Feb 2, 2013 It’s Ground Hog Day and as reliable as Punxsutawney Phil, parents and pundits await to see what shadows will be cast on kids from the Super Bowl media hype blaring at surround sound decibel levels, even among those not remotely interested in ‘the big game.’
KJ Dell’Antonia, lead author of the NYTimes parenting blog the Motherlode does some hilarious pop culture spin spotting while nailing the societal screentime dynamics of this gathering of ‘family fun’ with unmitigated wit and journalistic aplomb.
“Sex! Beer! Blood! It’s Time for Super Bowl Ad Bingo” the headline implores while she reminds it’s been a loooong time since co-viewing with wee ones has been remotely G versus PG-13 in the ad realm. (especially with network CSI promos adding an extra dose of violence and mayhem)
KJ Dell’Antonia has a hashtag surfacing for real time dialog, #SuperBowlBingo “how many times will you cover your kids’ eyes?” which will no doubt house some parent/child awkward doozies, but her segue is about how to USE these all important teaching moments:
“For older children, the Super Ad Bowl offers a perfect media literacy opportunity… Adults often enjoy the ads as much as the game (and when my children aren’t watching, I do, too). Those ads are designed to make an impression. Make sure your children know exactly what that impression is, who is trying to make it and why.”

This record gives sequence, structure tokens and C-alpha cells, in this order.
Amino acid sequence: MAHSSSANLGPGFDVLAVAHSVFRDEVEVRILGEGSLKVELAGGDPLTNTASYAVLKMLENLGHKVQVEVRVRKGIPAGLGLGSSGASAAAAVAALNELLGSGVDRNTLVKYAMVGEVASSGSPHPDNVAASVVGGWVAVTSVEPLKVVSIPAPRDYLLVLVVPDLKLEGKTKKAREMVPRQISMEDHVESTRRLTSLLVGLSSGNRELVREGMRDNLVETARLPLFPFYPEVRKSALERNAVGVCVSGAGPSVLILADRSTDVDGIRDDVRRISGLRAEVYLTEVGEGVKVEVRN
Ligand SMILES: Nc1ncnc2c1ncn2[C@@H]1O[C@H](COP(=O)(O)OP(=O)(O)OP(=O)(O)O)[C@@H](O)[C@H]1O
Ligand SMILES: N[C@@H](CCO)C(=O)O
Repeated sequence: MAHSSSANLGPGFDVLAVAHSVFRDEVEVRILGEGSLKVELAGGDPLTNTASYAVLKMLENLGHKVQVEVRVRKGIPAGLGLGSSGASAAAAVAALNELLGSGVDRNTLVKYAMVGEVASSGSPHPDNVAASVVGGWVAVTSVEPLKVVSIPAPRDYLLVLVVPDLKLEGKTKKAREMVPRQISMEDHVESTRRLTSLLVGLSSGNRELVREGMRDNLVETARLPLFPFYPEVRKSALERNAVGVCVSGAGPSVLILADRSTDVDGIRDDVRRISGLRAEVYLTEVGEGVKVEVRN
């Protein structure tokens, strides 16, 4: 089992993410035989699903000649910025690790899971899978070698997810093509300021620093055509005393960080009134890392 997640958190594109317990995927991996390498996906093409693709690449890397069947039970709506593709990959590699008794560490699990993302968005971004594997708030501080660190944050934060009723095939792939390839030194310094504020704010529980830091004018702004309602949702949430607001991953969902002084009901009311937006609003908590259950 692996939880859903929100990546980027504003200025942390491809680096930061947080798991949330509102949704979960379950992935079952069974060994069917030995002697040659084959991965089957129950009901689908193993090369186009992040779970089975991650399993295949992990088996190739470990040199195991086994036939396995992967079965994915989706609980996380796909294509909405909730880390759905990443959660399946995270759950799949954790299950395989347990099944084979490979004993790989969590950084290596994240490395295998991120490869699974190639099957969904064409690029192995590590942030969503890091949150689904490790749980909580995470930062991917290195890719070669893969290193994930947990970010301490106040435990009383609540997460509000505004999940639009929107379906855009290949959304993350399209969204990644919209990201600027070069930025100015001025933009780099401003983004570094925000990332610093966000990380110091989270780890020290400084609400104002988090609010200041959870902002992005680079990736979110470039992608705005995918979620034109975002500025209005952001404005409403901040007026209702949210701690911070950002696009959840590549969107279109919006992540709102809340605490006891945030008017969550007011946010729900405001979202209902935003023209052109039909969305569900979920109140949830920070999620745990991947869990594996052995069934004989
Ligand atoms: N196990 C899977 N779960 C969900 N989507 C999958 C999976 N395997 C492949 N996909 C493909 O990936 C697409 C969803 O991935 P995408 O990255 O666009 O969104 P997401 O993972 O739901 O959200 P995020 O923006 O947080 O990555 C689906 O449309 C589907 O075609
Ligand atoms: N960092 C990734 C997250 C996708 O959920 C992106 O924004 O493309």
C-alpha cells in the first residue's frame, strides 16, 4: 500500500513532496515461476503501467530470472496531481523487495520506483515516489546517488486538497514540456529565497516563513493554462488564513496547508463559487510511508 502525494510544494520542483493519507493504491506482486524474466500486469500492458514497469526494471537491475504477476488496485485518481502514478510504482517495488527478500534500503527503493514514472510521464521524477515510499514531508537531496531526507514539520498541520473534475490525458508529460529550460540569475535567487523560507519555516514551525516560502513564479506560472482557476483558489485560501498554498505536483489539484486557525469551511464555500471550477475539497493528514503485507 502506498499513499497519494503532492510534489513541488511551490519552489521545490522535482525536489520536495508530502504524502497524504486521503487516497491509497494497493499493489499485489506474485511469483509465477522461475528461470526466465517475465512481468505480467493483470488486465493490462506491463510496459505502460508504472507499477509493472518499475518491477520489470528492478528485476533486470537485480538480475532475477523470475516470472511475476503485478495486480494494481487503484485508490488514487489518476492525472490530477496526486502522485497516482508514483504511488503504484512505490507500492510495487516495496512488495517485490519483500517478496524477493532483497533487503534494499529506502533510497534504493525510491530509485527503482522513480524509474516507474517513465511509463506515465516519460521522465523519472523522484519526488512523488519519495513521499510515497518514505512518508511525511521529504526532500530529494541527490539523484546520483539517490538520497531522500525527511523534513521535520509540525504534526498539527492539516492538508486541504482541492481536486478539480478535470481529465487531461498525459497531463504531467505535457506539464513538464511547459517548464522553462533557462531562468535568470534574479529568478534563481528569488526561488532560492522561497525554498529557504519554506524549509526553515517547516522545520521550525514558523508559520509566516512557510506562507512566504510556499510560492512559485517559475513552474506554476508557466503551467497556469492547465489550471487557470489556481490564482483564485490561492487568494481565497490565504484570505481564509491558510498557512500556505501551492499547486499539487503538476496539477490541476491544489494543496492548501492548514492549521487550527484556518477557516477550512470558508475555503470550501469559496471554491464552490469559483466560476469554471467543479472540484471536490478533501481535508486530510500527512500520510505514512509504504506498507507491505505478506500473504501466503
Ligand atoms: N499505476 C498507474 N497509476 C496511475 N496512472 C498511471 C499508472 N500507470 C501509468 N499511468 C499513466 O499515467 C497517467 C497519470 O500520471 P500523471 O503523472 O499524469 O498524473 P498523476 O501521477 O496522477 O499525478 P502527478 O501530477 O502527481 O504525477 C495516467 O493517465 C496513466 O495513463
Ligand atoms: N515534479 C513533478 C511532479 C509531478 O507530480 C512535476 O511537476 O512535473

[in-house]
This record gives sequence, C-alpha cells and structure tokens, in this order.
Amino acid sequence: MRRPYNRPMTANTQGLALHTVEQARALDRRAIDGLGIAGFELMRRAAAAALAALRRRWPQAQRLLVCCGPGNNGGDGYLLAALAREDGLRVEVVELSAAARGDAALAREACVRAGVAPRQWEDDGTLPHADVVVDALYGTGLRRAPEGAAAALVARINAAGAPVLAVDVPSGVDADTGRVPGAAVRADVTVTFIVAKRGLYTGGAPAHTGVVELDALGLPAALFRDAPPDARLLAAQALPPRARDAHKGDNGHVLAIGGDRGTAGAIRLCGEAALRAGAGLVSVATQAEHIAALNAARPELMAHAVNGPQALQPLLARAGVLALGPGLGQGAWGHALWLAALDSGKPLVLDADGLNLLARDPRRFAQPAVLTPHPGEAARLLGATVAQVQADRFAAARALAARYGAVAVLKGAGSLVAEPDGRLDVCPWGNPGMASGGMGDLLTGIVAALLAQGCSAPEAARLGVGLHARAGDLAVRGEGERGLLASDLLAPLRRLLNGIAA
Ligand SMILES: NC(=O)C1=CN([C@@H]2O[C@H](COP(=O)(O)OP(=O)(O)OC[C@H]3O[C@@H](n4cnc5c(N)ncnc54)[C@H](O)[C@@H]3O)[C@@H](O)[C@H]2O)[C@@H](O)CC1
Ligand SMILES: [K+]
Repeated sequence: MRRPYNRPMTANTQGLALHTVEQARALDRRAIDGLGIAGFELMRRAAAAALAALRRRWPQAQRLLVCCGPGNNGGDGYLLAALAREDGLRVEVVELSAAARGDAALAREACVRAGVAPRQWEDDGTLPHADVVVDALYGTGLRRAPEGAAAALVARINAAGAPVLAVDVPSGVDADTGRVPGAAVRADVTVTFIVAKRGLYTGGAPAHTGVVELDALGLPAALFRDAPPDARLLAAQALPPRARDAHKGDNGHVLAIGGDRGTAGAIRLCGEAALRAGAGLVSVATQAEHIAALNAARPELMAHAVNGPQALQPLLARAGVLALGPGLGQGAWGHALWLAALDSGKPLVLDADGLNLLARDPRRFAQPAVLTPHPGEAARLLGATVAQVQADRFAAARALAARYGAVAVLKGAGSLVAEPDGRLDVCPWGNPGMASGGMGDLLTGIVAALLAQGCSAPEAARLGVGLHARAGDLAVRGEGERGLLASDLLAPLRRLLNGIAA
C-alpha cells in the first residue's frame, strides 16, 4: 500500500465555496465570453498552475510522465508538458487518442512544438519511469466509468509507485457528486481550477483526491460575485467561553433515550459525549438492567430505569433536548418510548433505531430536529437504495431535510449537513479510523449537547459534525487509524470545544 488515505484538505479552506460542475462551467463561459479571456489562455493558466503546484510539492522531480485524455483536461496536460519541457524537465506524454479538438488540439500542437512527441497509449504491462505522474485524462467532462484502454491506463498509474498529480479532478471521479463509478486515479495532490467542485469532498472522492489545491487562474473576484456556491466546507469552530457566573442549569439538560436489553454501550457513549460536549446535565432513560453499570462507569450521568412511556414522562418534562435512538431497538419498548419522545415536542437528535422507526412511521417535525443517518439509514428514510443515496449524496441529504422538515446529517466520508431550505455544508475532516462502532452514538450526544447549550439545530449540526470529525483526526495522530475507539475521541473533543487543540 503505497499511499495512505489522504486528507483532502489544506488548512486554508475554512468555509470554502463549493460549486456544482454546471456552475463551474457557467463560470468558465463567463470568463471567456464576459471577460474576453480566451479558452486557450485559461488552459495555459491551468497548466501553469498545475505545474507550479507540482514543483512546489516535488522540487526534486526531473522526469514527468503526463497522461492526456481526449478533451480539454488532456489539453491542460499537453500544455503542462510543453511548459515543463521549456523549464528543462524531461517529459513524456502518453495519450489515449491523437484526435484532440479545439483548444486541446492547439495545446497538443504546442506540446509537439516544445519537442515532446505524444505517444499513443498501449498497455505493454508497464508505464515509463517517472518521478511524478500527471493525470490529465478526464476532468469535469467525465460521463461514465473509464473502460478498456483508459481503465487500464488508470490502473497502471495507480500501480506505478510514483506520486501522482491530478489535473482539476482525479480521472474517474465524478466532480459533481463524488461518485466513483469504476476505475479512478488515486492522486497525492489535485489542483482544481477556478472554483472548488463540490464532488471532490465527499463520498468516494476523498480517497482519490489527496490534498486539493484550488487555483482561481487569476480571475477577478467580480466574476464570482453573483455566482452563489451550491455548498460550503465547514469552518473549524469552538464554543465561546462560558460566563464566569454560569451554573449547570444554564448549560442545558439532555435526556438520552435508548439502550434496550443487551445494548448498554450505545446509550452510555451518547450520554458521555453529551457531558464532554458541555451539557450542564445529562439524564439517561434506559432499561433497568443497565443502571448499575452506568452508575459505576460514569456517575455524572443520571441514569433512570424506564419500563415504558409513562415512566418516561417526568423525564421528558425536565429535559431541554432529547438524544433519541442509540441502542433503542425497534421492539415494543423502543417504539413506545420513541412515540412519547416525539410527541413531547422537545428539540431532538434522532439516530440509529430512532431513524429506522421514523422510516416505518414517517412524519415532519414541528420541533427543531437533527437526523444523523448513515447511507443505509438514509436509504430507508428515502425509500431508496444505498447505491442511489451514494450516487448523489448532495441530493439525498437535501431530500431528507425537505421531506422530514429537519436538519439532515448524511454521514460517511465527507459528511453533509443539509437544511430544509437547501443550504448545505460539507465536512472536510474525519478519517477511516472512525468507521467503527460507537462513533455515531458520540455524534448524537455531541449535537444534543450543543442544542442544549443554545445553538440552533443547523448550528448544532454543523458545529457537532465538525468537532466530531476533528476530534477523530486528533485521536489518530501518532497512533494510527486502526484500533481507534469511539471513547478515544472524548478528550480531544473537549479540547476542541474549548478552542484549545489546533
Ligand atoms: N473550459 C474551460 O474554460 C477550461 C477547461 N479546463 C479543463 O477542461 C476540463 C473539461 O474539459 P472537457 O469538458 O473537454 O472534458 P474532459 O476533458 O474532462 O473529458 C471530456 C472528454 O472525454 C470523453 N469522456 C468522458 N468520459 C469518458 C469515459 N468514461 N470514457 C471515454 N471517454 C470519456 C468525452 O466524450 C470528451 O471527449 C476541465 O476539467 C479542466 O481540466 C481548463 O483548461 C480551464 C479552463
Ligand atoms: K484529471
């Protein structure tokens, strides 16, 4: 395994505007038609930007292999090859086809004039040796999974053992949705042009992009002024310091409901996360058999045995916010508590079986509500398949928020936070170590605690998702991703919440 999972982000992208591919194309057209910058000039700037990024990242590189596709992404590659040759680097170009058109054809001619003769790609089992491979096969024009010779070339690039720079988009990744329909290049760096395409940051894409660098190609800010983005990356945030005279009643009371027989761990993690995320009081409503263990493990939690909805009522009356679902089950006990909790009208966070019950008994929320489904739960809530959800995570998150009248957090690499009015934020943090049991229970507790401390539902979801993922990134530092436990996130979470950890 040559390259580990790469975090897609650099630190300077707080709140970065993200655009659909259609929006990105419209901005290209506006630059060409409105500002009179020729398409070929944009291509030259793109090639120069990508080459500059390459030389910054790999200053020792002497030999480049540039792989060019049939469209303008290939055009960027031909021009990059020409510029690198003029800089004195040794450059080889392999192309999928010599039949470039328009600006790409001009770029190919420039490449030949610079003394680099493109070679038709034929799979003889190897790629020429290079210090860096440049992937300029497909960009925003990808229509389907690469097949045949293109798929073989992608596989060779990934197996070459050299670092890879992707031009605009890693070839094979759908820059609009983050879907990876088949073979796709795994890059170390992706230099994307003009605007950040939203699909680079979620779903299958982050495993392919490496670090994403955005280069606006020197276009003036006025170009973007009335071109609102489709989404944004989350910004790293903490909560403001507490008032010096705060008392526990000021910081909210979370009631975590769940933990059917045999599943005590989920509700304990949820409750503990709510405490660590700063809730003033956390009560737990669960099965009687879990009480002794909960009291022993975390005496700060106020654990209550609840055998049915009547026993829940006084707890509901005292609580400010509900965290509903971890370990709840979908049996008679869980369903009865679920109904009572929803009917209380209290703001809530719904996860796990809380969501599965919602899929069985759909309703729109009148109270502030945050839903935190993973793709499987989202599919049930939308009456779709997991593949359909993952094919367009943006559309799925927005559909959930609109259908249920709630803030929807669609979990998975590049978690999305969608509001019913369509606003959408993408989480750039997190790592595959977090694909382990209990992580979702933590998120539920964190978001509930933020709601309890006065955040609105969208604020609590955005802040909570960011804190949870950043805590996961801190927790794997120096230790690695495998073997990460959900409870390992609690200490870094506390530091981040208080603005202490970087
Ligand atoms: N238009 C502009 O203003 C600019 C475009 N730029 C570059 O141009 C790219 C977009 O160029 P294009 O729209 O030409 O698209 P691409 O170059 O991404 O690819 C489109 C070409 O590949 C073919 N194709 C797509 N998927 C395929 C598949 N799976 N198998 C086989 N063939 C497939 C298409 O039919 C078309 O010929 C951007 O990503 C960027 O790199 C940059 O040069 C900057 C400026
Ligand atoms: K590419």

Yes. Yes. And abso-freakinglutely yes. These are the media literacy basics we champion repeatedly, whether it’s Common Sense Media’s tips for avoiding age-inappropriate ads or educator Frank Baker’s annual updates in his excellent resource, Using Superbowl Ads in the Classroom. (two more excellent medialit roundups: using SB47 for social media literacy and School Library Journal’s Teaching with the “Text of Life” both mentioning Frank Baker’s work)
In fact, I’ll add a preventive first strike on “how to watch/react/co-view” sexist ads particularly if you’re a male in the room with kids present, as it’s an all important element in screen time deconstructing of this often volatile media mix. (boyfriends, uncles, dads…you can help flip this message by “not buying it” big time)